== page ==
My research leads me to believe that it might be reasonable to admit a certain percentage of the students with extremely high SHSAT scores — over 600, where the exam is a good predictor —and admit the remainder using a combined index of seventh grade GPA and SHSAT scores.

When I used that formula to simulate admissions, diversity increased, somewhat. An additional 40 black students, 209 Hispanic students, and 205 white students would have been admitted, as well as an additional 716 girls. It’s worth pointing out that in my simulation, Asian students would still constitute the largest segment of students (49 percent) and would be admitted in numbers far exceeding their proportion of applicants.

Because middle school grades are better than test scores at predicting high school achievement, their use in the admissions process should not in any way dilute the quality of the admitted class, and could not be seen as discriminating against Asian students.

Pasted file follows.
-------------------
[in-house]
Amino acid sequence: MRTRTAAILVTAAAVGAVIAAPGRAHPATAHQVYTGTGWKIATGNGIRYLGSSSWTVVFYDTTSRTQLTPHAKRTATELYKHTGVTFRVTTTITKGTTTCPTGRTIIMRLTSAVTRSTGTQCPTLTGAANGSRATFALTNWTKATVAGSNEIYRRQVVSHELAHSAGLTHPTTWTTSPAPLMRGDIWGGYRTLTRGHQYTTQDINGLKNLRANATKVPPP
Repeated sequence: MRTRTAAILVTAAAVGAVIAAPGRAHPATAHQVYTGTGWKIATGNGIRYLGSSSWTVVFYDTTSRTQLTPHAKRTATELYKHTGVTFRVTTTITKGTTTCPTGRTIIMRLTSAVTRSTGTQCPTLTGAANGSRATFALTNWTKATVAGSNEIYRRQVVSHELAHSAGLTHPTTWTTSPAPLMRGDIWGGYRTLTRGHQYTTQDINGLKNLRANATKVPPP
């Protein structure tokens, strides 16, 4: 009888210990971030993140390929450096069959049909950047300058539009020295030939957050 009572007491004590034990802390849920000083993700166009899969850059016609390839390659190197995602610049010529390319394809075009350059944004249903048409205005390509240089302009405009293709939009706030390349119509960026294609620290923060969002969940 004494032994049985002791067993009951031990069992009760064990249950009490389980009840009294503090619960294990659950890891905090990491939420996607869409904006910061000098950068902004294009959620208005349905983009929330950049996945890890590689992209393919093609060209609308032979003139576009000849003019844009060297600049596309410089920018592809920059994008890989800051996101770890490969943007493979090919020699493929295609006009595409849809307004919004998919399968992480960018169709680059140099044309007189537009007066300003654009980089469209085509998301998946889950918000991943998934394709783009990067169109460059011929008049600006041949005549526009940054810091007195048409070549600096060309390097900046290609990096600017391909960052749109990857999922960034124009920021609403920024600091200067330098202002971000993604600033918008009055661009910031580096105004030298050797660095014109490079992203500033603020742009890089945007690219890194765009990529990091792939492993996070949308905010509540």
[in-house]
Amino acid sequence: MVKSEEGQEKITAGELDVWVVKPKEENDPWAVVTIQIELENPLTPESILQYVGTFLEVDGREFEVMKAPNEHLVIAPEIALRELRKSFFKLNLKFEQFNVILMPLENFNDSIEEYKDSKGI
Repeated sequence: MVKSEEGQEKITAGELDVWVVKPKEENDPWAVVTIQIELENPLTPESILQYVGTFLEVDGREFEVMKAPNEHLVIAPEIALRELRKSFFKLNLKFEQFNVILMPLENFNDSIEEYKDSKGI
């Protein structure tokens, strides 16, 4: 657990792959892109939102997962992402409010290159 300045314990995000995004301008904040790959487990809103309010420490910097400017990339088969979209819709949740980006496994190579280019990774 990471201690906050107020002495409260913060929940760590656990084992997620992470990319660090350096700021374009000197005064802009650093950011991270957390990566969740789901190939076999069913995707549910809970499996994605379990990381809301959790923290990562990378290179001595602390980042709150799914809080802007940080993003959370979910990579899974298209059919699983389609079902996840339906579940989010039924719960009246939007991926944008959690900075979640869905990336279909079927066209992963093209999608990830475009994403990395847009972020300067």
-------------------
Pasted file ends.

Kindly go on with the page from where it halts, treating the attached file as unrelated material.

The success of the Discovery students should allay some of the concerns about the ability of students with SHSAT scores below the cutoffs. There is no guarantee that similar results would be achieved in an expanded Discovery Program. But this finding certainly warrants larger-scale trials.

With consideration of additional criteria, it may be possible to select a group of students who will be more representative of the community the school system serves — and the pool of students who apply — without sacrificing the quality for which New York City’s specialized high schools are so justifiably famous.

Jon Taylor is a research analyst at Hunter College analyzing student success and retention.